King of Beatboxing | Sunday Observer

King of Beatboxing

Using the mouth, lips, tongue and voice to generate sounds that one might never expect to come from the human body is the specialty of the artists known as beatboxers. They performed their craft to reveal the secrets of this mysterious art.

“Beatboxing transformed my life. It broke my pattern of thinking and gave me the chance to understand what I want to become. My singing and my life got really better and had substance to it. People started appreciating my work and a lot of them started beatboxing after seeing my work on YouTube. It made me want to improve myself, my music and be a better performer,” says Julius Mitchell, who is a singer, multi instrumentalist and also choral and acapella music arranger. He is also known as the “King of Beatboxing”. This week the Young Voice caught up with Julius who continues to inspire hundreds of young people through his art.

Q : Tell us about how you got interested in beatboxing?

I was so fascinated whenever I saw the school choir performing. I was just nine years and my only target was to join the school choir. From the day I joined the choir I started to understand more about myself and what I want to do in life.

That was the root for me to start beatboxing. Like in a choir, beatboxing too deals with sounds, synchronizing, making, creating and moulding sounds. Whenever I listened to the choir, I felt so inspired and uplifted. Gradually I started to explore more about beatboxing and learnt different techniques to improve my talent.

Q : How popular is beatboxing in the country?

I would say it is hidden but it is getting popular day by day. A lot of people are interested in beatboxing and they really want to learn it. The beat boxing community is expanding little by little and it is very promising.

The kids usually come for my classes and say, I want to learn how to beatbox, teach me how to sing, I want to sing and beat box or they ask whether they can learn how to play an instrument too. They are so impatient and ready to explore beatboxing spending their time and energy. That is a very positive thing for the growth of this industry.

Q : The young generation is often blamed for being glued to social media. As a teacher how do you see this issue?

A lot of teachers, disciplinarians come up with this kind of complaints all the time. They need to understand that times have changed. They grew up with no Facebook and Instagram. Learning methods were completely different. I think it is not practical to bring up children the way they were brought up. It is irrelevant to kids now. Kids learn from different channels, especially from YouTube. Something that I have noticed in my students is that they are observant learners. They pick up really fast. Some learn so fast it blows my mind. Beatboxing took me about four years to get right and they just get it in three lessons. That is crazy.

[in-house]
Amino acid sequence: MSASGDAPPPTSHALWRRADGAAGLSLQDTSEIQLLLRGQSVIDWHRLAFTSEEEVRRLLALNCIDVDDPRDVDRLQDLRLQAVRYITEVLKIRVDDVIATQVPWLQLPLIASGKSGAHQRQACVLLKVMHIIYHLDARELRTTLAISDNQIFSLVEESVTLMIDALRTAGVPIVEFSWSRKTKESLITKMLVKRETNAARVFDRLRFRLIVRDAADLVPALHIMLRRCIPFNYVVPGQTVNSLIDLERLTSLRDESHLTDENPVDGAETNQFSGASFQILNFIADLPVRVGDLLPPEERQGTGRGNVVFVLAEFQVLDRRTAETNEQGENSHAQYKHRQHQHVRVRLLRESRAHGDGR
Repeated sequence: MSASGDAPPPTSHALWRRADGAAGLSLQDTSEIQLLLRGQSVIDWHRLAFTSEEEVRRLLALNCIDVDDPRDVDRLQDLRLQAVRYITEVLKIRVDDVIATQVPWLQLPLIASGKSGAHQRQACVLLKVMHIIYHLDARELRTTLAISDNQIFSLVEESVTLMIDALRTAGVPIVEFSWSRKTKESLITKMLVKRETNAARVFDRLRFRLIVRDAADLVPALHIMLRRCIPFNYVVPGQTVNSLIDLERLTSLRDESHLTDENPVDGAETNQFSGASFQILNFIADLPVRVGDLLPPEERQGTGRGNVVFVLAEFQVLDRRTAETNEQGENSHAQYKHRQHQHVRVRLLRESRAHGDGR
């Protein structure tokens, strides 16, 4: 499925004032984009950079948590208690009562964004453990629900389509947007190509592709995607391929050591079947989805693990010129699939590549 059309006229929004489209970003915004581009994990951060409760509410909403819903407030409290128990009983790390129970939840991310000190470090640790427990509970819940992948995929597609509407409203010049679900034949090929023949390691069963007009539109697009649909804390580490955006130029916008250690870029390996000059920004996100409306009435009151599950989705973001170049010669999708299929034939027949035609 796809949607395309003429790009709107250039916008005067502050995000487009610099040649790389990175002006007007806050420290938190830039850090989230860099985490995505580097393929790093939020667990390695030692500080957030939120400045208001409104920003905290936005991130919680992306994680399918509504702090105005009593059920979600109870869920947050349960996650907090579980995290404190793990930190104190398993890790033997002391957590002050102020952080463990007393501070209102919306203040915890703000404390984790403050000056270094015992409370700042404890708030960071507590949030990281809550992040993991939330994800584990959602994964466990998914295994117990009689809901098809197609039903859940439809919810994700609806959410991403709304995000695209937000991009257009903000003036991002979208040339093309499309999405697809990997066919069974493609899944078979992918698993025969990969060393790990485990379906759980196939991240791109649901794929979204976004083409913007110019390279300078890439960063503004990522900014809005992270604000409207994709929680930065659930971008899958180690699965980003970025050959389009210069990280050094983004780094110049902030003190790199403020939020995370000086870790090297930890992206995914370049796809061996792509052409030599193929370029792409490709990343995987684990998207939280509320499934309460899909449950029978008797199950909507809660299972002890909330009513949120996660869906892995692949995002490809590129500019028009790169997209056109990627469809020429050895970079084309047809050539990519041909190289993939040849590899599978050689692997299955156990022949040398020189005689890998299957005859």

I do not think we should tell them they are getting addicted but encourage them to show the positive side of it too. That is how I teach my students. If they know how much they can learn out of it then they will be intentional when scrolling through Facebook or Instagram or any other social media platform. Make sure that they use them properly. YouTube helped me to be where I am today.

Q : You teach beatboxing. How would you describe that experience?

Kids are more updated and I learn a lot from them. They are very enthusiastic. They are really eager to explore and learn things. At first it will just be a beat box lesson but ultimately they open their heart to me. I want to make them intelligent in music. My advice to them would be to practice, watch your food and exercise. I will only tell these to people who are actually serious about beat boxing. My task is to create a good community and not just good artistes. Because I believe that there is no point making a person skilful with techniques if they are emotionally down. I know that it is quite a task that I have to patiently foster. But I will achieve my goal one day.

Q : What does beatboxing mean to you and how has it changed your life?

I always had the desire to explore the whole element of behavioural gestures like sound, singing, speaking and dancing all combined together. So I chose beat boxing. It involves frequency, sound and makes people feel and resonate to sound. Also it is a universal thing. With sound you communicate with people. That is one advantage I have. When I took up beatboxing I knew I had to practise and get really good at it simply because it felt right and still continuing to do so through my music. Beatboxing helps a lot of people to break through depressive thoughts. They seek freedom from it too.

Q : Any advice you would like to give someone who is serious about making beatboxing a profession?

First of all you need to have the talent and the passion. Do not expect to do well in your profession if you are not giving your 100 percent to it, especially when it comes to finances. One thing I realised when I faced such issues was that such insecurities creped in when I did not believe in the craft I have invested my time in. If you do it right then you will not have to worry about it at all. So be good at your craft. Develop your skills, work hard for it. Stay driven and stay hopeful. Look for people with similar vision and drive. And most importantly, stay inspired. 

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